The constitutionality of the regressive graduated discount was previously considered by this court in Heyman v. Mahin (1971), 49 Ill.2d 284. We there upheld its validity against contentions that the classifications were arbitrary or capricious and violated the equal protection clause of the fourteenth amendment to the Federal Constitution, the uniformity requirement of section 1 of article IX, and the special legislation prohibition of section 22 of article IV of our 1870 constitution. We further indicated that the presumption of constitutionality of the regressive discount was buttressed by the apparent legislative reliance upon the economic theory stated by Mr. Justice Cardozo in his dissenting opinion in Stewart Dry Goods Co. v. Lewis, 294 U.S. 550, 567, 79 L.Ed. 1054, 1063, 55 S.Ct. 525:
"Economically, the theory is that there is a minimum of size for business units below which efficiency is less on the average than expansion would tend to make it; that there are intermediate levels within which efficiency is subject on the average to progressive development; and that there is an ultimate level beyond which efficiency, even if promoted, goes forward more slowly and at a diminishing ratio."
We accordingly there concluded that the allegations of the complaint admitted by the motion to dismiss were insufficient to overcome the presumption of constitutionality of section 2(b).
Plaintiffs assert that Heyman is not controlling in the present case for several reasons: (1) the legislature intended reimbursement for all collection costs; (2) the evidence presented by plaintiffs in the trial court overcomes the weakness of the allegations in Heyman by establishing that the discount does not cover costs of collection and that costs do not decrease with increased collections of the tax hence, the discount is proved to be arbitrary and discriminatory and violates the State and Federal constitutional provisions earlier indicated; (3) the graduated discount violates section 2 of article IX of the Illinois Constitution of 1970, the effect of which was not considered in Heyman.
Heyman came before us on the pleadings and we had no occasion there to consider the question whether the provision in section 2(b) that "The distributor shall be required to collect the taxes provided under paragraph (a) hereof, and, to cover the costs of such collection, shall be allowed a discount * * *" evinced an unqualified legislative intent to reimburse a distributor for all collection costs.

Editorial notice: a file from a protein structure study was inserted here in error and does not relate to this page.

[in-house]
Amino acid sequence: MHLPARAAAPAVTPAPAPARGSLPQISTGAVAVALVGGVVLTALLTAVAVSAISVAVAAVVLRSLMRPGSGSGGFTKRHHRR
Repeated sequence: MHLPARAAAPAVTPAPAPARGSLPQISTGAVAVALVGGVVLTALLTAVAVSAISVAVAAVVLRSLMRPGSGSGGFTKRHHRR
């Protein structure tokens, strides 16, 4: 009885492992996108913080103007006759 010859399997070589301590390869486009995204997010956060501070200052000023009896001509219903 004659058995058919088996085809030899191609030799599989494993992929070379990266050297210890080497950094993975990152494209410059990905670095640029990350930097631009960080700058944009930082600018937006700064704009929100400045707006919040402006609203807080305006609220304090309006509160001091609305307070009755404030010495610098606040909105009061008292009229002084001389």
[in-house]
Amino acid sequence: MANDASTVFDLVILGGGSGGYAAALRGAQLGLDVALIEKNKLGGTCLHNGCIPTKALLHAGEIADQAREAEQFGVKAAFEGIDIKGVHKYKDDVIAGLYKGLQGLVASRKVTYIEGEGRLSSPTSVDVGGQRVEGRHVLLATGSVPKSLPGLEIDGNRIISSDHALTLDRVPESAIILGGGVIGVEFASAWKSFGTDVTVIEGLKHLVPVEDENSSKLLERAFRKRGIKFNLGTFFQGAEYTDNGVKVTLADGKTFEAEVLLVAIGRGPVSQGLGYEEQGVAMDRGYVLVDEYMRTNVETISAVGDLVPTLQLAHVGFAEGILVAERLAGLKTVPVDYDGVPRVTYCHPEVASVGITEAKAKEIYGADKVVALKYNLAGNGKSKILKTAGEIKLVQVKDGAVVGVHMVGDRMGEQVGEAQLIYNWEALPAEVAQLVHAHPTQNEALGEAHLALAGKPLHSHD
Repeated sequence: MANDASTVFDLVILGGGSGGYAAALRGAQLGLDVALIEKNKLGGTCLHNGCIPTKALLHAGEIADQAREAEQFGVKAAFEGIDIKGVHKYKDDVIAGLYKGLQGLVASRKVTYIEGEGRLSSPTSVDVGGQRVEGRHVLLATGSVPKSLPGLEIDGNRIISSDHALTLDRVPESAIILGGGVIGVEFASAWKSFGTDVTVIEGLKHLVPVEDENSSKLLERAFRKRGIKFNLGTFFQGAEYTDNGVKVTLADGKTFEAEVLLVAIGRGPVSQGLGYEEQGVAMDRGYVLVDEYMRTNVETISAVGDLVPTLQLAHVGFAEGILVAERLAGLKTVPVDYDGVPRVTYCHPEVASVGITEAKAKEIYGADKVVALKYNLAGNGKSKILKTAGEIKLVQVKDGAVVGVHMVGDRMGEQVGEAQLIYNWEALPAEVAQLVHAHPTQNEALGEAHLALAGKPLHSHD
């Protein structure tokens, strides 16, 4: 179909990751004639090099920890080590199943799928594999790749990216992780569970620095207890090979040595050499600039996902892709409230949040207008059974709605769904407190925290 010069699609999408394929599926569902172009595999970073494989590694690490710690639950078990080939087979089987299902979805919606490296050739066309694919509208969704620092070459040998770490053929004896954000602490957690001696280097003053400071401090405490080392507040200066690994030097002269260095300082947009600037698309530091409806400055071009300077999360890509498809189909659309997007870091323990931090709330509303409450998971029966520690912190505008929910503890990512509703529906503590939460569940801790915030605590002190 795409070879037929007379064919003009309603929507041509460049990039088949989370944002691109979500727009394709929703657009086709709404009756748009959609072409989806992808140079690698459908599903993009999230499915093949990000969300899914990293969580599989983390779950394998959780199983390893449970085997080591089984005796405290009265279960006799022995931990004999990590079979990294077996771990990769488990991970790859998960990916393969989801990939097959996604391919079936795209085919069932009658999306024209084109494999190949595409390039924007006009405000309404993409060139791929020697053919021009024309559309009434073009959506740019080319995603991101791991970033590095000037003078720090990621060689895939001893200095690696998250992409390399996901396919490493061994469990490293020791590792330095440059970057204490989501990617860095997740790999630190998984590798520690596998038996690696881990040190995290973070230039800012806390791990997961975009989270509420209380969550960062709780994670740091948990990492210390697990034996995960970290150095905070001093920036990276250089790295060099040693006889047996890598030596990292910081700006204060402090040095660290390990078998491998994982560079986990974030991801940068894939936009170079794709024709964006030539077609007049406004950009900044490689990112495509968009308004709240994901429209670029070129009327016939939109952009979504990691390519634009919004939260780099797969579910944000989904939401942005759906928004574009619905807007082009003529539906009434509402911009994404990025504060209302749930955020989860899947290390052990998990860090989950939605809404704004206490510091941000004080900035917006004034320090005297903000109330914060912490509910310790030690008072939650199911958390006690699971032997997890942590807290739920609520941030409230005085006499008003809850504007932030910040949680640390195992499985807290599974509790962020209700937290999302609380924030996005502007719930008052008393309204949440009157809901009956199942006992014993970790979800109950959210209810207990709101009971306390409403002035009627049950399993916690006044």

It is relevant in such consideration to examine the cost of collection reimbursements provided by other Illinois taxing statutes. It is at once apparent that the General Assembly has not always thought it either necessary or desirable to provide full, or even any, reimbursement for the costs of collection to those upon whom the burden of collecting taxes has been placed. The Illinois Income Tax Act requires employers to withhold income taxes from their employees' wages and to remit such taxes to the Department of Revenue. (Ill. Rev. Stat. 1973, ch. 120, pars. 7-701 through 7-707.) No compensation therefor is provided the employer. We upheld this aspect of the Act against the contention that the imposition upon employers of substantial costs without providing a means of reimbursement constituted a denial of due process and a taking of private property for public use without just compensation. (Sherman-Reynolds, Inc. v. Mahin (1970), 47 Ill.2d 323.) The Motor Fuel Tax Act (Ill. Rev. Stat. 1973, ch. 120, par. 417 et seq.) requires collection of the tax upon the user by the distributor (pars. 422, 422a) and allows deduction by the latter of the "actual cost [of collection], not to exceed 2% of the amount so collected." The Use Tax Act (Ill. Rev. Stat. 1973, ch. 120, par. 439.1 et seq.) imposing a tax upon the user of personal property purchased from a retailer provides (par. 439.9) the retailer collecting the tax a discount of the greater of 2% or $5 per calendar year "to reimburse the retailer for expenses incurred in collecting the tax * * *." Other acts require returns to be filed and the tax paid by the taxpayer even though, as a matter of practice, the tax is passed on by adding it to the selling price. Of these, the Retailers' Occupation Tax Act (Ill. Rev. Stat. 1973, ch. 120, par. 440 et seq.) provides (par. 442) the retailer with a discount of the larger of 2% or $5 per calendar year for the same purposes as the Use Tax Act. Others, such as the Hotel Operators' Occupation Tax Act (Ill. Rev. Stat. 1973, ch. 120, par. 481b.31 et seq.) and Public Utilities Revenue Act (Ill. Rev. Stat. 1973, ch. 120, par. 468 et seq.) provide no discount or reimbursement.